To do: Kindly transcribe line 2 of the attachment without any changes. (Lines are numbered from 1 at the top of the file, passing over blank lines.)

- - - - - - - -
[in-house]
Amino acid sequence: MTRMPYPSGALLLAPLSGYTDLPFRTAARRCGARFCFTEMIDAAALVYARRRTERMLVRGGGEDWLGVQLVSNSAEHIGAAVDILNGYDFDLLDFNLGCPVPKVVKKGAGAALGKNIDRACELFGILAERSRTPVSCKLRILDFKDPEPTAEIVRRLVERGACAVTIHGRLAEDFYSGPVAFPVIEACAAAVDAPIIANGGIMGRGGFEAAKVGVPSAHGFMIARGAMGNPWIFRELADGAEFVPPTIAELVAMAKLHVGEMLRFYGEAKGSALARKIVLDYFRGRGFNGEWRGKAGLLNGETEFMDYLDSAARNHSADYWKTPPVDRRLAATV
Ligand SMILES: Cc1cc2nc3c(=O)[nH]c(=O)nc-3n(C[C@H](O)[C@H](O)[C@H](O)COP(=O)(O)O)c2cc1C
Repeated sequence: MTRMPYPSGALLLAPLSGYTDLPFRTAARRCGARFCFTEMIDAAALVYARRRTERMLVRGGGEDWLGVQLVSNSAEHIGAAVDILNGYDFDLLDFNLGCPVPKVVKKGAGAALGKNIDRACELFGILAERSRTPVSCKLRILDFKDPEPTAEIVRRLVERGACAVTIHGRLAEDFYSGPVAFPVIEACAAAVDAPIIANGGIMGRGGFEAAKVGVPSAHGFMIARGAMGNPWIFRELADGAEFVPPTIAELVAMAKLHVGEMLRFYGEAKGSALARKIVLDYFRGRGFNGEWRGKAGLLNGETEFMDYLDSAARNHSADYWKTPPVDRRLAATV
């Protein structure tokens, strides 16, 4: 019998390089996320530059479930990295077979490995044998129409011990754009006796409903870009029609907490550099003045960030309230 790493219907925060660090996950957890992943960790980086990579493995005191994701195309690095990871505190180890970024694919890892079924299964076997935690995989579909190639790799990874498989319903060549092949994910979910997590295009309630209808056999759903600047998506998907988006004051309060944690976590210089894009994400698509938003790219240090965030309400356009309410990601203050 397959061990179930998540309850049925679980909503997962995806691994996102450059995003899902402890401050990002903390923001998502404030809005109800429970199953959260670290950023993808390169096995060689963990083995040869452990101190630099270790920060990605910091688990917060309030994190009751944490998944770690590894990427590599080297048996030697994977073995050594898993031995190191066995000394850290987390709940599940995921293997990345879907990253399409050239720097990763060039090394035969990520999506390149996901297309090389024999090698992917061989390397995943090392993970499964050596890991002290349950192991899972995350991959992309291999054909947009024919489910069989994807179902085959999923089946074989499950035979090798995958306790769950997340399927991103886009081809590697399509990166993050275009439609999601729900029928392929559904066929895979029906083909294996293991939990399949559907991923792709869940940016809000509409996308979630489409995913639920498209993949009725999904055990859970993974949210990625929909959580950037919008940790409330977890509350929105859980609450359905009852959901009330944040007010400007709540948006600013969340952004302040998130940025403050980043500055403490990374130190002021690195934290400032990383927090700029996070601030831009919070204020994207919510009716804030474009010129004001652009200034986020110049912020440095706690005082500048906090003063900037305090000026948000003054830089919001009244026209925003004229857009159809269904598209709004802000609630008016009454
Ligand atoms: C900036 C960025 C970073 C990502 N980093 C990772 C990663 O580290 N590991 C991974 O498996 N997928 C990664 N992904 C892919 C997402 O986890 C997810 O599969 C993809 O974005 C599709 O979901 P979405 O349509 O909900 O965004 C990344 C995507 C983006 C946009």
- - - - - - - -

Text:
Amino acid sequence: MTRMPYPSGALLLAPLSGYTDLPFRTAARRCGARFCFTEMIDAAALVYARRRTERMLVRGGGEDWLGVQLVSNSAEHIGAAVDILNGYDFDLLDFNLGCPVPKVVKKGAGAALGKNIDRACELFGILAERSRTPVSCKLRILDFKDPEPTAEIVRRLVERGACAVTIHGRLAEDFYSGPVAFPVIEACAAAVDAPIIANGGIMGRGGFEAAKVGVPSAHGFMIARGAMGNPWIFRELADGAEFVPPTIAELVAMAKLHVGEMLRFYGEAKGSALARKIVLDYFRGRGFNGEWRGKAGLLNGETEFMDYLDSAARNHSADYWKTPPVDRRLAATV